Keith Henry – the president and CEO of the Indigenous Tourism Association of Canada is one of many people who understand the potential for Canadian indigenous tourism. These sentiments were further reinforced during the Whistler Chamber Power Lunch held on July 19, where he affirmed that fostering indigenous tourism will undoubtedly give Whistler a competitive edge over tourism attractions in this country.
During the Power Lunch, Henry also shared a sneak preview into the efforts makes by his organization and other stakeholders to take Whistler’s domestic tourism to a new level. In his presentation, his main focus was the “Path Forward” – a five-year strategic plan released by Indigenous Tourism Association of Canada in 2016.
ITAC’s strategic plan to focus on strengthening indigenous tourism by $300 million and creating close to 40,000 jobs. To achieve this key milestone, Henry notes that presentation is key. We aware that that almost every community has a stereotyped version of their history. In light of this, he further emphases on the need to have the culture presented authentically.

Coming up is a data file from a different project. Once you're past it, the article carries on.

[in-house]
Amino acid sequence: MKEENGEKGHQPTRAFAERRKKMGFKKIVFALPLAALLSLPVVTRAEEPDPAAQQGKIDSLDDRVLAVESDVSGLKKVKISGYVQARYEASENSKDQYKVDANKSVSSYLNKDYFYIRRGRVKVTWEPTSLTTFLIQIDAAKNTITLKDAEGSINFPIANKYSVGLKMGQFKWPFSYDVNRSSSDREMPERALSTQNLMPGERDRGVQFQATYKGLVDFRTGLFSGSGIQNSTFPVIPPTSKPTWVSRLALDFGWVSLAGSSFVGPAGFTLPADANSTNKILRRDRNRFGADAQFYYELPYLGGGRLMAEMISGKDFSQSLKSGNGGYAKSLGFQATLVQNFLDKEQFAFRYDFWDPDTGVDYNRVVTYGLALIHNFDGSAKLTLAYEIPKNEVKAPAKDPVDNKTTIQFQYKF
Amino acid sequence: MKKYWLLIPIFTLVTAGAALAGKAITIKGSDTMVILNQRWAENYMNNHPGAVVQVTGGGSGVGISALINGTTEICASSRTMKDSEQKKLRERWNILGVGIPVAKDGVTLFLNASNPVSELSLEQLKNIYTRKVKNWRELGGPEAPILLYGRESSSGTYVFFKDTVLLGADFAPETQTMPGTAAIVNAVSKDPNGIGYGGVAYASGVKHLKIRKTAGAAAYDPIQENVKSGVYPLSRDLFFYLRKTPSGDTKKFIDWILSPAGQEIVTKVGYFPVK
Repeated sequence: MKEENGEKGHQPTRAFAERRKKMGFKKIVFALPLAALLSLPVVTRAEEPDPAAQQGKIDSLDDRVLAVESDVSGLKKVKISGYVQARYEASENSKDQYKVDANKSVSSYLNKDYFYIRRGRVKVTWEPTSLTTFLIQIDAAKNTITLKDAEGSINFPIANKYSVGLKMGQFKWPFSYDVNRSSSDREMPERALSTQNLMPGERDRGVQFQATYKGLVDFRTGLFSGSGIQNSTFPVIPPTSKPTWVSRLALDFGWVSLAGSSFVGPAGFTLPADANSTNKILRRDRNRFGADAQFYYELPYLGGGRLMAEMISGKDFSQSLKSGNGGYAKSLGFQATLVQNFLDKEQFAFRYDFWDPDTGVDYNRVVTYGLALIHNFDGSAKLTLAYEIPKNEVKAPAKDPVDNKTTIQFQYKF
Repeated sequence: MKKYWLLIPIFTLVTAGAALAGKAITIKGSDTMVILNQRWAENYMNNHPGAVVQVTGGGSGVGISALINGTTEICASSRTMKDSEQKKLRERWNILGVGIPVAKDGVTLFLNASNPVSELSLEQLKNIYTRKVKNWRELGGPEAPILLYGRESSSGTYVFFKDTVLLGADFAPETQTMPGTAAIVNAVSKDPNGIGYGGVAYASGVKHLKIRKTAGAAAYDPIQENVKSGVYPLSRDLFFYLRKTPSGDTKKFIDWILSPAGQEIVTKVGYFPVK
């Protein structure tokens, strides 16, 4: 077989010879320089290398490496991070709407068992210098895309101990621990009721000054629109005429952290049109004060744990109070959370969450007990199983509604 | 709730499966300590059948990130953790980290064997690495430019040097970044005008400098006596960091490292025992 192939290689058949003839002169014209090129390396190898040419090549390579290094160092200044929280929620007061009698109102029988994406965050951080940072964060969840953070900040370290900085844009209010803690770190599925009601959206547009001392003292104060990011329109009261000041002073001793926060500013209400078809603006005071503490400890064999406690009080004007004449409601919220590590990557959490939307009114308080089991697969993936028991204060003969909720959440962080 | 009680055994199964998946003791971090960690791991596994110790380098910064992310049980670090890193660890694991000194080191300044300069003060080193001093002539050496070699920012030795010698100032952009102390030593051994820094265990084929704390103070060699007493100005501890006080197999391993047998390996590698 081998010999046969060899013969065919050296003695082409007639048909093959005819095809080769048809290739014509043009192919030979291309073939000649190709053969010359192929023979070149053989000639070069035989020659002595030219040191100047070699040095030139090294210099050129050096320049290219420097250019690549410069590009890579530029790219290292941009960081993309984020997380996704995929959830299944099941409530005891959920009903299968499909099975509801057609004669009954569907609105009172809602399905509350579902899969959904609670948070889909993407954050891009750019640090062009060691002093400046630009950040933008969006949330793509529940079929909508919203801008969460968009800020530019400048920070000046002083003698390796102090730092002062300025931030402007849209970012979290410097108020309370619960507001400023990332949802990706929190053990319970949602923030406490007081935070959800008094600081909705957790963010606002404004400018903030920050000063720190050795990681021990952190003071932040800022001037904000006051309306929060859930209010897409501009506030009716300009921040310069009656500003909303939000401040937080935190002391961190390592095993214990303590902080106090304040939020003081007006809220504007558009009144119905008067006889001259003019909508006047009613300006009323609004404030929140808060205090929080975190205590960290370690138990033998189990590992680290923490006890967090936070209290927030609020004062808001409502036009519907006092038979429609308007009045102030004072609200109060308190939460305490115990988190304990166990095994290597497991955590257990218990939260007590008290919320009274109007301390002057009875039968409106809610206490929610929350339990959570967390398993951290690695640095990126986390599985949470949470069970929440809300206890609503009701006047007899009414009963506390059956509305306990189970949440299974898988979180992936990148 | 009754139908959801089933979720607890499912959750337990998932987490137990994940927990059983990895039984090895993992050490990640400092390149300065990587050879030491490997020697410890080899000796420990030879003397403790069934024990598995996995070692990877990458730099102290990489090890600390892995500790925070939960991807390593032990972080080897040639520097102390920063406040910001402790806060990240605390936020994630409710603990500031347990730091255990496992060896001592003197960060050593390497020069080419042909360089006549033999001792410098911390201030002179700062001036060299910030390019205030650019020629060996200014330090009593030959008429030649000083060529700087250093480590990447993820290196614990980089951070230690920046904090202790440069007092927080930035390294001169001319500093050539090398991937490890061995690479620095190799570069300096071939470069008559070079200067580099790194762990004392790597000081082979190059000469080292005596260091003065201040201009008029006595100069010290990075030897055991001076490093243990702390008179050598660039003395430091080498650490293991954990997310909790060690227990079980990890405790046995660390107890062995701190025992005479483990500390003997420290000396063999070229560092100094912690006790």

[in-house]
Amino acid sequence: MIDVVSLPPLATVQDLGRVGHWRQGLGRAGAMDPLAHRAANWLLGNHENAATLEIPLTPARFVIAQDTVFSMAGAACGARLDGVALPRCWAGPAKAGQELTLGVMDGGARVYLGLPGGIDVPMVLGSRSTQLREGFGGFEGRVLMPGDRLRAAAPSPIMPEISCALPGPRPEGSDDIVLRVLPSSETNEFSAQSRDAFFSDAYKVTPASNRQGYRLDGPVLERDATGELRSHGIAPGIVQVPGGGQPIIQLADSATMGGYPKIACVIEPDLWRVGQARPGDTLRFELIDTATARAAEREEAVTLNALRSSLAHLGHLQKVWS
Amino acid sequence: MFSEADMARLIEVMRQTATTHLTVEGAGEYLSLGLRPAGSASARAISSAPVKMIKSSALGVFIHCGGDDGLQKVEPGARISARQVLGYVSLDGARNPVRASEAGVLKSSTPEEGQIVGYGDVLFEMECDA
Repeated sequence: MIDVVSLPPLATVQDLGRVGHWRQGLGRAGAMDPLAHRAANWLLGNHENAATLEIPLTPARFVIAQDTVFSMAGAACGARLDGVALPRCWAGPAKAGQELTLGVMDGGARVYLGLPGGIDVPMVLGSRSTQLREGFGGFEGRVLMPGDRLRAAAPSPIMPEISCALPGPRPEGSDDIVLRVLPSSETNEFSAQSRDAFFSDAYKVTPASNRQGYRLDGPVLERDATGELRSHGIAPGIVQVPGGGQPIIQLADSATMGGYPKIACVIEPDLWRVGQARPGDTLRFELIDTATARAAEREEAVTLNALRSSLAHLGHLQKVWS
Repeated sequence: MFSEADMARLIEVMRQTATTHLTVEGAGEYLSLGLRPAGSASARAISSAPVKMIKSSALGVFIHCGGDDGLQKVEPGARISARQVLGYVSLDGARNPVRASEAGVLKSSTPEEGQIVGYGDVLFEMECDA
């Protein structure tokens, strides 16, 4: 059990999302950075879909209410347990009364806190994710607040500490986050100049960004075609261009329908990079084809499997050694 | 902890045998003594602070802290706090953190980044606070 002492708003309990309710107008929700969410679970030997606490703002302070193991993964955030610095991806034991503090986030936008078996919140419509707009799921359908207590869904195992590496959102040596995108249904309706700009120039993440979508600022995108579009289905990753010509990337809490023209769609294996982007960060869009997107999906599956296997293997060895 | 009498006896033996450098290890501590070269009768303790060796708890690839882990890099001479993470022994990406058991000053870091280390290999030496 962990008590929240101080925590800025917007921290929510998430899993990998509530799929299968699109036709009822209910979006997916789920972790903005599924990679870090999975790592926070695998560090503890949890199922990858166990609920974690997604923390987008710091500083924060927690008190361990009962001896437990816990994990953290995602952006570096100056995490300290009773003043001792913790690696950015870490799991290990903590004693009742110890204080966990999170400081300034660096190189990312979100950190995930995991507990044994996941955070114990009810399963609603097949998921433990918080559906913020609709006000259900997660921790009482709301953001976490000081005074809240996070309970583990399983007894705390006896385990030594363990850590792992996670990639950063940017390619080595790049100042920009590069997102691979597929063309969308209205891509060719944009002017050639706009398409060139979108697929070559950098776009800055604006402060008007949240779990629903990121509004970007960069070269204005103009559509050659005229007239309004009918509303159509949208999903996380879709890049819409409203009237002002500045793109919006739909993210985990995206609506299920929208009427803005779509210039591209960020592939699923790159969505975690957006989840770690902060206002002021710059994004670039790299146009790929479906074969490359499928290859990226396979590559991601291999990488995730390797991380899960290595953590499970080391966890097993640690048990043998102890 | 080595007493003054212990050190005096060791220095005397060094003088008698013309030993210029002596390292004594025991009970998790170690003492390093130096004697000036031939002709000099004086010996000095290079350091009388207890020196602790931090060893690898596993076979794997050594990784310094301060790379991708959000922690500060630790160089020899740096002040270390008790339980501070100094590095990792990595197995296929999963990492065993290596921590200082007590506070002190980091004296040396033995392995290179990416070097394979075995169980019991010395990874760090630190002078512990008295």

Away from the plan, Henry singled out the Squamish Lil’wat Cultural Center and sees it as a treasure in Canadian indigenous tourism. Also, the commended the efforts of his predecessors in the tourism sector and their combined efforts with the community that saw this facility celebrate its 10-year anniversary.
Henry sees the Squamish Lil’wat Center and other institutions as the “anchor tenants” of the indigenous tourism sector. In his words, Henry was quoted saying, “Those are the places we know are going to be opened all-year so that we can promote them using different sales channels.”
In attendance was Lil’wat Chief Dean Nelson, Whistler Blackcomb COO Pete Sonntag, and MLA Jordan Sturdy – all on one table. Whistler’s indigenous elders and some members of the community were also in attendance.